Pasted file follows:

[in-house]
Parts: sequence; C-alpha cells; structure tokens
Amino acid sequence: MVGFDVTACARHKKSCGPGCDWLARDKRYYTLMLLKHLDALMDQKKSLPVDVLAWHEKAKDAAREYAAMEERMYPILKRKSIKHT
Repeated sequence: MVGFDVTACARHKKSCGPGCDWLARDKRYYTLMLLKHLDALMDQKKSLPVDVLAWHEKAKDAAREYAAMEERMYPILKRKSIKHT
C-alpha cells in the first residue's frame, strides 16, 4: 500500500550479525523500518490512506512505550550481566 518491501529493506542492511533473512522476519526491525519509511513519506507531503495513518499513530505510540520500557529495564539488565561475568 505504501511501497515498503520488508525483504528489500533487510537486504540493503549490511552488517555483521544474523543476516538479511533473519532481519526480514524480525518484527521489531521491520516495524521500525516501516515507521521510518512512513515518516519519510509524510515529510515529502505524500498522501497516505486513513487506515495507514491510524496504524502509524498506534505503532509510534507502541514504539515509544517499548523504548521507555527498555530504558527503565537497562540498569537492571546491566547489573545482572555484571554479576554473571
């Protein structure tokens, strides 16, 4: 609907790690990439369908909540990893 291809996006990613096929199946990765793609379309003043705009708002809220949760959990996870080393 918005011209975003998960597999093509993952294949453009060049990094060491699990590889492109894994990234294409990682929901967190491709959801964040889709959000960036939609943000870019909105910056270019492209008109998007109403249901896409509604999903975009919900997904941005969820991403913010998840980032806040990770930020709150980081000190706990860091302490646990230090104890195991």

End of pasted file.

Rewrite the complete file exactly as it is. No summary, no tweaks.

[in-house]
Parts: sequence; C-alpha cells; structure tokens
Amino acid sequence: MVGFDVTACARHKKSCGPGCDWLARDKRYYTLMLLKHLDALMDQKKSLPVDVLAWHEKAKDAAREYAAMEERMYPILKRKSIKHT
Repeated sequence: MVGFDVTACARHKKSCGPGCDWLARDKRYYTLMLLKHLDALMDQKKSLPVDVLAWHEKAKDAAREYAAMEERMYPILKRKSIKHT
C-alpha cells in the first residue's frame, strides 16, 4: 500500500550479525523500518490512506512505550550481566 518491501529493506542492511533473512522476519526491525519509511513519506507531503495513518499513530505510540520500557529495564539488565561475568 505504501511501497515498503520488508525483504528489500533487510537486504540493503549490511552488517555483521544474523543476516538479511533473519532481519526480514524480525518484527521489531521491520516495524521500525516501516515507521521510518512512513515518516519519510509524510515529510515529502505524500498522501497516505486513513487506515495507514491510524496504524502509524498506534505503532509510534507502541514504539515509544517499548523504548521507555527498555530504558527503565537497562540498569537492571546491566547489573545482572555484571554479576554473571
């Protein structure tokens, strides 16, 4: 609907790690990439369908909540990893 291809996006990613096929199946990765793609379309003043705009708002809220949760959990996870080393 918005011209975003998960597999093509993952294949453009060049990094060491699990590889492109894994990234294409990682929901967190491709959801964040889709959000960036939609943000870019909105910056270019492209008109998007109403249901896409509604999903975009919900997904941005969820991403913010998840980032806040990770930020709150980081000190706990860091302490646990230090104890195991």